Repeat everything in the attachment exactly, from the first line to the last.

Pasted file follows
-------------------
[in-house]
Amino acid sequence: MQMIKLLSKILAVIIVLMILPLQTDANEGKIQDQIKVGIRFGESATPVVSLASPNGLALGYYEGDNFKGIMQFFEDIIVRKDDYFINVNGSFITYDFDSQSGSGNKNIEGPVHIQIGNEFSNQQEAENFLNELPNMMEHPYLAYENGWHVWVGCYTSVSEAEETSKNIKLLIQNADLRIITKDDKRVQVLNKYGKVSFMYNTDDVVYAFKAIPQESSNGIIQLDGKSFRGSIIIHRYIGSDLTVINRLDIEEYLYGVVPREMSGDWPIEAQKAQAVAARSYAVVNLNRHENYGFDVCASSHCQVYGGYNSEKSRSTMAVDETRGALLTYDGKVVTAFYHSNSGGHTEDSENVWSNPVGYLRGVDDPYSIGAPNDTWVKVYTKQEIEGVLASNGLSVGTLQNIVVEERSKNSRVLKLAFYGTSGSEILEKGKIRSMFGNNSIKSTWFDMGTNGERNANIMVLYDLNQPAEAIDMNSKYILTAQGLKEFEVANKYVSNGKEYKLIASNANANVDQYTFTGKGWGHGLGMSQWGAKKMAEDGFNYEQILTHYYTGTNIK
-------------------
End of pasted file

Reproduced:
[in-house]
Amino acid sequence: MQMIKLLSKILAVIIVLMILPLQTDANEGKIQDQIKVGIRFGESATPVVSLASPNGLALGYYEGDNFKGIMQFFEDIIVRKDDYFINVNGSFITYDFDSQSGSGNKNIEGPVHIQIGNEFSNQQEAENFLNELPNMMEHPYLAYENGWHVWVGCYTSVSEAEETSKNIKLLIQNADLRIITKDDKRVQVLNKYGKVSFMYNTDDVVYAFKAIPQESSNGIIQLDGKSFRGSIIIHRYIGSDLTVINRLDIEEYLYGVVPREMSGDWPIEAQKAQAVAARSYAVVNLNRHENYGFDVCASSHCQVYGGYNSEKSRSTMAVDETRGALLTYDGKVVTAFYHSNSGGHTEDSENVWSNPVGYLRGVDDPYSIGAPNDTWVKVYTKQEIEGVLASNGLSVGTLQNIVVEERSKNSRVLKLAFYGTSGSEILEKGKIRSMFGNNSIKSTWFDMGTNGERNANIMVLYDLNQPAEAIDMNSKYILTAQGLKEFEVANKYVSNGKEYKLIASNANANVDQYTFTGKGWGHGLGMSQWGAKKMAEDGFNYEQILTHYYTGTNIK